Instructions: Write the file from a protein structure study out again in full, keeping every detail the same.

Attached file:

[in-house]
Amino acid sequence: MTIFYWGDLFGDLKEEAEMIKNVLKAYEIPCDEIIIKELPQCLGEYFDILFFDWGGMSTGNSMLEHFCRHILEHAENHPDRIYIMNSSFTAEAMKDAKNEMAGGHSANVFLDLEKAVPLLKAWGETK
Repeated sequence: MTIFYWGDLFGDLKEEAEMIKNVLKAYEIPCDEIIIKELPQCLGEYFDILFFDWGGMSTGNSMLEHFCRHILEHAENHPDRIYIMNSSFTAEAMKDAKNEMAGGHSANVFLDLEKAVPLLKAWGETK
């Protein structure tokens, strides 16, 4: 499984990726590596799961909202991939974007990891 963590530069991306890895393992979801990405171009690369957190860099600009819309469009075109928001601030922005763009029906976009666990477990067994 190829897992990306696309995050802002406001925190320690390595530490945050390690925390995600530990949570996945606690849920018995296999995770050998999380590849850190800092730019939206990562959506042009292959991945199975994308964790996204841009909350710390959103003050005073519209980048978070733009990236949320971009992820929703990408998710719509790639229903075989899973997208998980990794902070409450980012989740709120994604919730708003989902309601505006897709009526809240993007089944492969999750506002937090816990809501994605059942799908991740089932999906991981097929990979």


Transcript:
[in-house]
Amino acid sequence: MTIFYWGDLFGDLKEEAEMIKNVLKAYEIPCDEIIIKELPQCLGEYFDILFFDWGGMSTGNSMLEHFCRHILEHAENHPDRIYIMNSSFTAEAMKDAKNEMAGGHSANVFLDLEKAVPLLKAWGETK
Repeated sequence: MTIFYWGDLFGDLKEEAEMIKNVLKAYEIPCDEIIIKELPQCLGEYFDILFFDWGGMSTGNSMLEHFCRHILEHAENHPDRIYIMNSSFTAEAMKDAKNEMAGGHSANVFLDLEKAVPLLKAWGETK
């Protein structure tokens, strides 16, 4: 499984990726590596799961909202991939974007990891 963590530069991306890895393992979801990405171009690369957190860099600009819309469009075109928001601030922005763009029906976009666990477990067994 190829897992990306696309995050802002406001925190320690390595530490945050390690925390995600530990949570996945606690849920018995296999995770050998999380590849850190800092730019939206990562959506042009292959991945199975994308964790996204841009909350710390959103003050005073519209980048978070733009990236949320971009992820929703990408998710719509790639229903075989899973997208998980990794902070409450980012989740709120994604919730708003989902309601505006897709009526809240993007089944492969999750506002937090816990809501994605059942799908991740089932999906991981097929990979």